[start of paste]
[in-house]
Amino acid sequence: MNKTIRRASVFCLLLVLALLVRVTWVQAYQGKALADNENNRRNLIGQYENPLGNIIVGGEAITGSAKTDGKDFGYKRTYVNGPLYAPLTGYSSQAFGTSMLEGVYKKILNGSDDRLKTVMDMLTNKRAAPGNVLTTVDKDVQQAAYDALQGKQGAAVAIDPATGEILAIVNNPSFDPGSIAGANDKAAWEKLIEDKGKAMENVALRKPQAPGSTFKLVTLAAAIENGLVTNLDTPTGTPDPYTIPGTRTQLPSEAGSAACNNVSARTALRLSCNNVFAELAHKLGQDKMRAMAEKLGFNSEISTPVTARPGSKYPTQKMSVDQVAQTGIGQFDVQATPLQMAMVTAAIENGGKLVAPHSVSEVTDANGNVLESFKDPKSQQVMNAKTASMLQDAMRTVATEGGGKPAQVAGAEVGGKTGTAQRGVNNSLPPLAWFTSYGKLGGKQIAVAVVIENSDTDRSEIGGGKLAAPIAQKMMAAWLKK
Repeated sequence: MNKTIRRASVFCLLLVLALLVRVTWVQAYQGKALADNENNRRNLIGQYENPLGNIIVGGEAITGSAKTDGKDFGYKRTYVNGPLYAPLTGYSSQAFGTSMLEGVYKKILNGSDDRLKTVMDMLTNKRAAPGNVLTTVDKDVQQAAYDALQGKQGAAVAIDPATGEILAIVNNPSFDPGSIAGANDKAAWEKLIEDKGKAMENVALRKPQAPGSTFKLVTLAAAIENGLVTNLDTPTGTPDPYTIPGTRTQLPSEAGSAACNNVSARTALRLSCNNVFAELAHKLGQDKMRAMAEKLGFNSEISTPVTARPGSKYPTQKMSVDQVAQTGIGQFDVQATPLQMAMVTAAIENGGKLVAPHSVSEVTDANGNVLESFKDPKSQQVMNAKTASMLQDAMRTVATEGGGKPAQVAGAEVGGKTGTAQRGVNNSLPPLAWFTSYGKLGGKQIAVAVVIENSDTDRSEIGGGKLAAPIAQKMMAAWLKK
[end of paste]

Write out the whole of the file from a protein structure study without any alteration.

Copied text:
[in-house]
Amino acid sequence: MNKTIRRASVFCLLLVLALLVRVTWVQAYQGKALADNENNRRNLIGQYENPLGNIIVGGEAITGSAKTDGKDFGYKRTYVNGPLYAPLTGYSSQAFGTSMLEGVYKKILNGSDDRLKTVMDMLTNKRAAPGNVLTTVDKDVQQAAYDALQGKQGAAVAIDPATGEILAIVNNPSFDPGSIAGANDKAAWEKLIEDKGKAMENVALRKPQAPGSTFKLVTLAAAIENGLVTNLDTPTGTPDPYTIPGTRTQLPSEAGSAACNNVSARTALRLSCNNVFAELAHKLGQDKMRAMAEKLGFNSEISTPVTARPGSKYPTQKMSVDQVAQTGIGQFDVQATPLQMAMVTAAIENGGKLVAPHSVSEVTDANGNVLESFKDPKSQQVMNAKTASMLQDAMRTVATEGGGKPAQVAGAEVGGKTGTAQRGVNNSLPPLAWFTSYGKLGGKQIAVAVVIENSDTDRSEIGGGKLAAPIAQKMMAAWLKK
Repeated sequence: MNKTIRRASVFCLLLVLALLVRVTWVQAYQGKALADNENNRRNLIGQYENPLGNIIVGGEAITGSAKTDGKDFGYKRTYVNGPLYAPLTGYSSQAFGTSMLEGVYKKILNGSDDRLKTVMDMLTNKRAAPGNVLTTVDKDVQQAAYDALQGKQGAAVAIDPATGEILAIVNNPSFDPGSIAGANDKAAWEKLIEDKGKAMENVALRKPQAPGSTFKLVTLAAAIENGLVTNLDTPTGTPDPYTIPGTRTQLPSEAGSAACNNVSARTALRLSCNNVFAELAHKLGQDKMRAMAEKLGFNSEISTPVTARPGSKYPTQKMSVDQVAQTGIGQFDVQATPLQMAMVTAAIENGGKLVAPHSVSEVTDANGNVLESFKDPKSQQVMNAKTASMLQDAMRTVATEGGGKPAQVAGAEVGGKTGTAQRGVNNSLPPLAWFTSYGKLGGKQIAVAVVIENSDTDRSEIGGGKLAAPIAQKMMAAWLKK